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Does the Sun Still Shine on Spain?

October 6, 2015

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This commentary was written by Bill Witherell, Cumberland’s Chief Global Economist.  Stay tuned for details on GIC’s return to Spain in 2016!

In its recovery over the past three years, the Spanish economy has outperformed the economies of all its Eurozone partners except Ireland. But clouds have gathered with the fears over Catalonia separatist politics and over the outcome of the general election expected to take place in December, and there have been some recent adverse economic indicators as well.

Last Sunday’s regional election in Catalonia yielded mixed results. There is now a secessionist majority in the Catalan parliament, with 72 out of 135 seats. While the outcome was a victory for the separatist camp, the separatist vote at 47.7% fell well short of a majority. The central government in Madrid emphasized that there is no provision for separation in the Spanish constitution. The possibility of Spain breaking up continues to look remote. It is, however, likely that there will be some moves in the direction of Catalonia’s getting greater fiscal autonomy, perhaps following the example accorded to the Basque Country. What may be a greater worry for investors is the risk that the new regional government will be less business-friendly.

Overshadowing these concerns is uncertainty about the December national elections. Were those elections to result in a significant move to the left, the labor and product market reforms that have led to the recent outperformance of the Spanish economy risk being weakened or canceled. And progress toward fiscal consolidation could be reversed.

Spain’s robust economic recovery in the first half resulted in growth more than double the rate for the Eurozone as a whole. The annual growth for the economy this year looks likely to be over 3% compared with 1.6% for Germany, 1.2% for France, 0.7% for Italy, and 1.5% for the Eurozone. Growth has been broad-based. Domestic demand has been the main driver, and export growth also has been strong. Particularly welcome has been the creation of nearly one million jobs since mid-2014. Yet it will take until 2017 at the earliest to lower the unemployment rate below 20%.

The most recent data suggests that the Spanish economy began to lose some momentum in the third quarter, perhaps reflecting the slowdown apparent in a number of European economies. The Purchasing Managers’ Index (PMI) for September, just released, was at a 21-month low of 51.7. Since it is above 50, it still indicates an improvement in business conditions, but at a slower pace. New orders rose at the weakest pace since December 2013. The report suggests that macroeconomic risks are skewed to the down side going forward. Our expectation is that the economy will register somewhat slower growth next year, perhaps 2.7%, assuming no reversal in the economic reforms. That slower growth rate would still be better than the anticipated growth rate for any other Eurozone member except Ireland, whose economy should be able to repeat this year’s pace of almost 5%.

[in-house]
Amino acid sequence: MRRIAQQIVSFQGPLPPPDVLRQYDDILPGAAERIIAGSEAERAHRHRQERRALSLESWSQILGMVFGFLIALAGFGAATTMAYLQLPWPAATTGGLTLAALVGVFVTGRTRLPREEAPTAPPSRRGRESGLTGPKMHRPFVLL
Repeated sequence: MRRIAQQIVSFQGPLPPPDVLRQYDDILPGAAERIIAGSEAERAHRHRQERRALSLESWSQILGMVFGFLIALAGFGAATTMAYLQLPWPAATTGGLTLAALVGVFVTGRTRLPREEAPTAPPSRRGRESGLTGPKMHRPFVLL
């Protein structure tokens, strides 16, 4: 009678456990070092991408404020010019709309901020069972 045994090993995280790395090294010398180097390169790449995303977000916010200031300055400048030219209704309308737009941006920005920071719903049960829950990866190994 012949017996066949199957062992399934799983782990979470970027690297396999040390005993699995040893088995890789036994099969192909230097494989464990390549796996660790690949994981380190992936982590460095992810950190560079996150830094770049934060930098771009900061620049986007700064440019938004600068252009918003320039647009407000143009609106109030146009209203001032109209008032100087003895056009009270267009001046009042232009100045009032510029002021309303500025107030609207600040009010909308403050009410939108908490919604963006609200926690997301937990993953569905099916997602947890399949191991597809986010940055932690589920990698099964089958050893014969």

Equity investors appear to be paying more attention to macroeconomic risks going forward and to the political uncertainties outlined above than they are to Spain’s past robust economic performance. The iShares MSCI Spain Capped ETF, EWP, is down some 14.45% over the past six months, compared with the 10.29% drop for the iShares MSCI EMU (Eurozone) ETF, despite the Spanish economy’s growing at twice the rate of the Eurozone as a whole. From a technical perspective, EWP has drawn back to a support level in the high 20s, and its dividend yield at 5.4% provides some cushion. Nevertheless, investors may decide to await the outcome of the December election and to see if the third-quarter moderation in the economy’s momentum worsens or is reversed.

 

The ideas and opinions expressed in this blog are those of the author, and they should not be perceived as investment advice or as any other kind of advice.

The preceding is an abridged commentary by Cumberland Advisors and has been reposted with permission. Cumberland Advisors commentaries are available at http://www.cumber.com/commentary_archive.aspx.

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